Alternative Circumstances

alternative circumstances
Alternative Circumstances

Alternative Circumstances – Those which must be taken into consideration as aggravating or mitigating according to the nature and effects of the crime and the other conditions attending its commission.

Basis
The nature and effects of the crime and the other conditions attending its commission.

The Alternative Circumstances Are:
1. Relationship;
2. Intoxication; and
3. Degree of instruction and education of the offender.

Relationship
The alternative circumstance of relationship shall be taken into consideration when the offended party is the –
1. Spouse,
2. Ascendant,
3. Descendant,
4. Legitimate, natural, or adopted brother or sister, or
5. Relative by affinity in the same degree of the offender.

Other Relatives Included (By Analogy):
1. The relationship of stepfather or stepmother and stepson or stepdaughter.

REASON: It is the duty of the step-parents to bestow upon their stepchildren a mother’s/father’s affection, care and protection.

2. The relationship of adopted parent and adopted child.

NOTE: But the relationship of uncle and niece is not covered by any of the relationship mentioned.

When Relationship Mitigating And When Aggravating:
1. As a rule, relationship is mitigating in crimes against property, by analogy to the provisions of Art. 332.
Thus, relationship is mitigating in the crimes of robbery (Arts. 294-302), usurpation (Art. 312), fraudulent insolvency (Art. 314) and arson (Arts. 321-322, 325-326).

2. In crimes against persons –
a) It is aggravating where the offended party is a relative of
(1). a higher degree than the offender, or
(2). when the offender and the offended party are relatives of the same level (e.g. brothers)

b) But when it comes to physical injuries:
(1). It is aggravating when the crime involves serious physical injuries (Art.263), even if the offended
party is a descendant of the offender. But the serious physical injuries must not be inflicted by a parent upon his child by excessive chastisement.
(2). It is mitigating when the offense committed is less serious physical injuries or slight physical injuries, if the offended party is a relative of a lower degree.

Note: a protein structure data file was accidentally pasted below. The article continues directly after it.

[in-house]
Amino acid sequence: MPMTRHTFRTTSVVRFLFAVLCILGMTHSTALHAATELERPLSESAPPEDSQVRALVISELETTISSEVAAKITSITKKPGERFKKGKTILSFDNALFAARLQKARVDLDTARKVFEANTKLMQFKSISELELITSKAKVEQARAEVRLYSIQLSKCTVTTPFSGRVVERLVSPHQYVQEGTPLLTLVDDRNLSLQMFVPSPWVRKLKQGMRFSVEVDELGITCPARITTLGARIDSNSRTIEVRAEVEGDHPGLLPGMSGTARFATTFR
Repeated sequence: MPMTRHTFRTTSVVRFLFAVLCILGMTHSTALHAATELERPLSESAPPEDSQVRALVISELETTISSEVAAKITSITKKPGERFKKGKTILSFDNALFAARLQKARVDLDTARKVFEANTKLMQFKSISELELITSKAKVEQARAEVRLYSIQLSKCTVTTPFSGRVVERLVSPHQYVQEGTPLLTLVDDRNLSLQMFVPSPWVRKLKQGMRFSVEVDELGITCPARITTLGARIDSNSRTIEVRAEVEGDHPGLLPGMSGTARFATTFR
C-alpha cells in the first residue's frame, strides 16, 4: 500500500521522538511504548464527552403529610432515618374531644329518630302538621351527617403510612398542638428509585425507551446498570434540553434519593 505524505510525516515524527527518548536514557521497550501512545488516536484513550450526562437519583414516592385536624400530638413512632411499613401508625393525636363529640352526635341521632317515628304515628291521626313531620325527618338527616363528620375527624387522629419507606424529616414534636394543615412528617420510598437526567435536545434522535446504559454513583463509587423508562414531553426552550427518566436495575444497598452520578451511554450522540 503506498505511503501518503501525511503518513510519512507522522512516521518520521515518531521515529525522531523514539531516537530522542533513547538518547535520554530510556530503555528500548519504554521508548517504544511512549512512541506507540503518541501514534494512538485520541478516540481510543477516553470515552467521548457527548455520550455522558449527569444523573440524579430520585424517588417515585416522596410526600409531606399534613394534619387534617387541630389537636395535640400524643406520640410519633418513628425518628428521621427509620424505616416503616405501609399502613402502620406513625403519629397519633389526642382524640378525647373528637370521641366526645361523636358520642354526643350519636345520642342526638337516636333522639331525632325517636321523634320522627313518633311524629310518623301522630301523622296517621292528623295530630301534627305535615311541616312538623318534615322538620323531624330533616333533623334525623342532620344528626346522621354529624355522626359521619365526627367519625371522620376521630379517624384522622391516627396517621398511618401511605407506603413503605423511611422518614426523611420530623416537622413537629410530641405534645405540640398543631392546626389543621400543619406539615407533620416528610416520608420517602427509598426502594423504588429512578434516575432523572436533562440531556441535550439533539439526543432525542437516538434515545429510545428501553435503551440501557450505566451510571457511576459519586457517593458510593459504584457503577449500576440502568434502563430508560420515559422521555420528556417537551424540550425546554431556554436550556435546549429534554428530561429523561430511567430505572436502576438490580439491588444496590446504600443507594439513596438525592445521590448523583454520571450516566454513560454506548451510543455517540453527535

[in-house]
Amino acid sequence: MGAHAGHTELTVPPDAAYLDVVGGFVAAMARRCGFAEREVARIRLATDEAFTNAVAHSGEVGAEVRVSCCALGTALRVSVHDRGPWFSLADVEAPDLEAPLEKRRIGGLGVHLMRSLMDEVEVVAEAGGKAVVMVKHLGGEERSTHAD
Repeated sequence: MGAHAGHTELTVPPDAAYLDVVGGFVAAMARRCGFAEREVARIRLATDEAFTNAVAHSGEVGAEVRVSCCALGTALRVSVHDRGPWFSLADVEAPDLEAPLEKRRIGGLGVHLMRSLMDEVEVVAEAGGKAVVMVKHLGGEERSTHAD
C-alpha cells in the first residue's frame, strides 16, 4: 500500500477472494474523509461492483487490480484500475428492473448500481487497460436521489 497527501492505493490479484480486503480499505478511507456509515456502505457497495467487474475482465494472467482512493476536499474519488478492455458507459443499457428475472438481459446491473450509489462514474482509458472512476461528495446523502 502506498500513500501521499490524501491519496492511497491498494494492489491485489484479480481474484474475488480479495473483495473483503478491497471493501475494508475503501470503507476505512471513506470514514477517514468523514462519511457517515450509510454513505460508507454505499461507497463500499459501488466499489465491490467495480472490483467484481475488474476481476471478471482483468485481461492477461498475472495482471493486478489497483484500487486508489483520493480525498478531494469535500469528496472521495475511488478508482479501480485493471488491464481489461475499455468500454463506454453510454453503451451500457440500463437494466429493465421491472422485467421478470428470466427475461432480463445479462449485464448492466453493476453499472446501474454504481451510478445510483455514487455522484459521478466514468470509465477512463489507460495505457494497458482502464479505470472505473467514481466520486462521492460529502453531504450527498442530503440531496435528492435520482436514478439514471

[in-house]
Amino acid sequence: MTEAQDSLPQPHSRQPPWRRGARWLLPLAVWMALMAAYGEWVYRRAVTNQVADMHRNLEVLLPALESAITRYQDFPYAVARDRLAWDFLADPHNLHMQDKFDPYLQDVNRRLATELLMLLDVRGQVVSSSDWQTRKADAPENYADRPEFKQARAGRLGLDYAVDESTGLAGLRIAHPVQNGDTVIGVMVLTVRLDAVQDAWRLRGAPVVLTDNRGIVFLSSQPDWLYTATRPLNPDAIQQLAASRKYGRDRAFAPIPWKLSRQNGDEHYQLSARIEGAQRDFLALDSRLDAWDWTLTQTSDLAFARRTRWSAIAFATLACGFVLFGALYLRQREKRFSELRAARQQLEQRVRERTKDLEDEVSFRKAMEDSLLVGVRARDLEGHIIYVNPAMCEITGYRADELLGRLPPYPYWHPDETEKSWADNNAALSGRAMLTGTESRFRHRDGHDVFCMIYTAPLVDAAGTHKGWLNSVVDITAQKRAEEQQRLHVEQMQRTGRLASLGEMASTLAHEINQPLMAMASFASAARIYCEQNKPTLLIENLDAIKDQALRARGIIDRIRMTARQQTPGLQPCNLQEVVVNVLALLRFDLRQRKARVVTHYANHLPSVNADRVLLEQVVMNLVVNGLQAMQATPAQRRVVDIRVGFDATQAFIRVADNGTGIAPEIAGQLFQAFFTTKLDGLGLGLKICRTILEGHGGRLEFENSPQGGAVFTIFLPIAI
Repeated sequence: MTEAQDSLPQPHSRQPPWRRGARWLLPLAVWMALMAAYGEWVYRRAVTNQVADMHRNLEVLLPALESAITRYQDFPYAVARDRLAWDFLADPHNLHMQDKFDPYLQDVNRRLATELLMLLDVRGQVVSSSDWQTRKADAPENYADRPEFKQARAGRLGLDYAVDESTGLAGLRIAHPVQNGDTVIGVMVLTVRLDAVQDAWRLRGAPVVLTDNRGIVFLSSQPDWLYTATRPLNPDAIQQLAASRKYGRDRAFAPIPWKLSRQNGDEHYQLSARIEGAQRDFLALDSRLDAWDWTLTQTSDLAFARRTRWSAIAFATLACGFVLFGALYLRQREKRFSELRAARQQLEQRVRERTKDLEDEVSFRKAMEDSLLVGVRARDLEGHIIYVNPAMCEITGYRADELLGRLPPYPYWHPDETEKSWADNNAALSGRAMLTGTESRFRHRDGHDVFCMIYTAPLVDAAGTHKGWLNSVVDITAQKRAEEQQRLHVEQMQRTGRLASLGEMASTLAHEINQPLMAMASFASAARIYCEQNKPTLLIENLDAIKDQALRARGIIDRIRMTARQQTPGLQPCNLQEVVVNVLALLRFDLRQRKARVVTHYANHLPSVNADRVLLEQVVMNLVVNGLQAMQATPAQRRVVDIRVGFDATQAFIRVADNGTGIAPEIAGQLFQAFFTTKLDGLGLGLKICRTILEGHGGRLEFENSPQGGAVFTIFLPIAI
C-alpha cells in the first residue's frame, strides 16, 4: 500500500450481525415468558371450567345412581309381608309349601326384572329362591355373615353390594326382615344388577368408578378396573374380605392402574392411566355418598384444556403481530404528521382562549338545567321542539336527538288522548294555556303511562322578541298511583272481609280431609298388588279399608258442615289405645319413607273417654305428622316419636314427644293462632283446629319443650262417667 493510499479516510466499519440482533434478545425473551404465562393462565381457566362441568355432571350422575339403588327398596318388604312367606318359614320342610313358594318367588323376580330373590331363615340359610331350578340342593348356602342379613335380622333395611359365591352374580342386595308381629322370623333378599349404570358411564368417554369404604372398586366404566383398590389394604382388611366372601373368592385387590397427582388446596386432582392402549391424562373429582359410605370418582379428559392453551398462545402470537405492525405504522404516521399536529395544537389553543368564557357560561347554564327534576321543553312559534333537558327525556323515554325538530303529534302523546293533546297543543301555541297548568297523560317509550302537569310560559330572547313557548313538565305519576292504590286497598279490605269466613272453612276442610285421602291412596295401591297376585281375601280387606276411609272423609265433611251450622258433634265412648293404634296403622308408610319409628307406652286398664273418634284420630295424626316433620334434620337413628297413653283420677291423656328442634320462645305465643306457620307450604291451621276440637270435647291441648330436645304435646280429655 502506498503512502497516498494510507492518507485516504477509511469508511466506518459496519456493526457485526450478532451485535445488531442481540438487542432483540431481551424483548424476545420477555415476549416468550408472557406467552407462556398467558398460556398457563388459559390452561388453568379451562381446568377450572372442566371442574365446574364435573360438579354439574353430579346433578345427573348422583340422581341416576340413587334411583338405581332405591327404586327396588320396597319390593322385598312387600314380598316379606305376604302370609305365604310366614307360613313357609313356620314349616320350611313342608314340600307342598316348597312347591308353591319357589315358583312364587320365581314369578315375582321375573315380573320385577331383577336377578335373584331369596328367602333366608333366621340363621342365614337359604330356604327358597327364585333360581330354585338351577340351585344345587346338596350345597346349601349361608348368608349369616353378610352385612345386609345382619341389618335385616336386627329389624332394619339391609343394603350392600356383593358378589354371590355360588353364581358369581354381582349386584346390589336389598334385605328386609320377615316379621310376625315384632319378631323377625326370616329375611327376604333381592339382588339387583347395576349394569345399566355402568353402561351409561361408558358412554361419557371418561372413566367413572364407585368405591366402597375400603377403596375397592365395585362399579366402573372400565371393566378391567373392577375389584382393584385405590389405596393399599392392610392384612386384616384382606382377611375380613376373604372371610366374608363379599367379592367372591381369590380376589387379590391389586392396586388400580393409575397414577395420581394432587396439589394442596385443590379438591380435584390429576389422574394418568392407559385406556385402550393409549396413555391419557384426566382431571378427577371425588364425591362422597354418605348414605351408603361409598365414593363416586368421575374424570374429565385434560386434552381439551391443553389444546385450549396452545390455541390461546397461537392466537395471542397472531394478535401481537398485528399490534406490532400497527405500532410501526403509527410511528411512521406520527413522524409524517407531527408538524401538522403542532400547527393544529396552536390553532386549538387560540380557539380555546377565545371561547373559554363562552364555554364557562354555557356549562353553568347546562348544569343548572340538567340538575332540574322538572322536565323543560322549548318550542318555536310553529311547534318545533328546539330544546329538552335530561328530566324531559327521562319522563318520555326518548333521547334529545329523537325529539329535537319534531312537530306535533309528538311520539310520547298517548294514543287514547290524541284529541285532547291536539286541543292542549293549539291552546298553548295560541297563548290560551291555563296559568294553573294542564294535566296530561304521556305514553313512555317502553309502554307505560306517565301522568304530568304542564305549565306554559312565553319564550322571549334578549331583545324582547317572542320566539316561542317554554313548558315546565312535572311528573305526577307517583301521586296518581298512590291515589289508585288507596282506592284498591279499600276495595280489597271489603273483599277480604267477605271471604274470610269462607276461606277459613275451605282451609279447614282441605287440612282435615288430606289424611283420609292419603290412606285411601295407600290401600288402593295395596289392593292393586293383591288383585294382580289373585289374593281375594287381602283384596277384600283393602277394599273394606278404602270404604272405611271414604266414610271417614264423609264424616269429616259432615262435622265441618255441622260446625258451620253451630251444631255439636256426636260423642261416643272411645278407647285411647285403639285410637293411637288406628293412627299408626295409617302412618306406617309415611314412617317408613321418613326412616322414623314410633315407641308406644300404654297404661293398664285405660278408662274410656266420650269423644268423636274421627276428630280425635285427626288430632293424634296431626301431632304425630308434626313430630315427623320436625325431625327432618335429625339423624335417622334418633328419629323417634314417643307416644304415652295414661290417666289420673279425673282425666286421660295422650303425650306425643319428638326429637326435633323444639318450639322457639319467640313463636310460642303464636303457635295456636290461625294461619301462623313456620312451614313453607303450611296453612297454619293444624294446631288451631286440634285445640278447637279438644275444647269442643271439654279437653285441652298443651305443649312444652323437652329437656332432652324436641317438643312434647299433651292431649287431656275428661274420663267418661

(3). It is aggravating if the offended party is a relative of a higher degree of the offender.

c) When the crime is homicide or murder, relationship is aggravating even if the victim of the crime is a relative of a lower degree.

d) In rape, relationship is aggravating where a stepfather raped his stepdaughter or in a case where a father raped his own daughter.

3. In crimes against chastity, like acts of lasciviousness (Art. 336), relationship is always aggravating, regardless of whether the offender is a relative of a higher or lower degree of the offended party. When the qualification given to the crime is derived from the relationship between the offender and the offended party, it is neither mitigating nor aggravating, because it is inseparable from and inherent in the offense. (e.g. parricide, adultery and concubinage).

Intoxication - When Intoxication Mitigating And When Aggravating:
1. Mitigating –
a. If intoxication is not habitual, or
b. If intoxication is not subsequent to the plan to commit a felony.
2. Aggravating –
a. If intoxication is habitual, or
b. If it is intentional (subsequent to the plan to commit a felony).

To Be Entitled To The Mitigating Circumstance Of Intoxication, It Must Be Shown:
1. That at the time of the commission of the criminal act, the accused has taken such quantity of alcoholic drinks as to blur his reason and deprive him of a certain degree of
control, and
2. That such intoxication is not habitual, or subsequent to the plan to commit the felony.

To be mitigating, the accused’s state of intoxication must be proved. Once intoxication is established by satisfactory evidence, in the absence of proof to the contrary, it is presumed to be non-habitual or unintentional.

Instruction or Education
As an alternative circumstance it does not refer only to literacy but more to the level of intelligence of the accused.

Refers to the lack or presence of sufficient intelligence and knowledge of the full significance of one’s acts.

Low degree of instruction and education or lack of it is generally mitigating. High degree of instruction and education is aggravating, when the offender took advantage of his learning
in committing the crime.

GENERAL RULE: Lack of sufficient education is mitigating
EXCEPTIONS:
1. Crimes against property (e.g. arson, estafa, theft, robbery)
2. Crimes against chastity, and
3. Treason – because love of country should be a natural feeling of every citizen, however unlettered or uncultured he may be.

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